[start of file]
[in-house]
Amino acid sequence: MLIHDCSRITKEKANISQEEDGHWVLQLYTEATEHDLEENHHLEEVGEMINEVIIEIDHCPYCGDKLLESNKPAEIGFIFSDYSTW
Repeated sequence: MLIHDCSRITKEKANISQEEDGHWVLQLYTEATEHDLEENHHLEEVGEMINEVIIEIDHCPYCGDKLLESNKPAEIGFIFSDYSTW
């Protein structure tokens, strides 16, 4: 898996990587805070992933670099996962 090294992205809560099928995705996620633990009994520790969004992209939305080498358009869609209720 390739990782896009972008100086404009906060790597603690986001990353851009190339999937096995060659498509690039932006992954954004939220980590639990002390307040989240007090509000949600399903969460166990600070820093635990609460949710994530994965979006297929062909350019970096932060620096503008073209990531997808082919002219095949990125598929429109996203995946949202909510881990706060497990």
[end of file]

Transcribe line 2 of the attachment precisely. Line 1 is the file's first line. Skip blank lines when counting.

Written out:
Amino acid sequence: MLIHDCSRITKEKANISQEEDGHWVLQLYTEATEHDLEENHHLEEVGEMINEVIIEIDHCPYCGDKLLESNKPAEIGFIFSDYSTW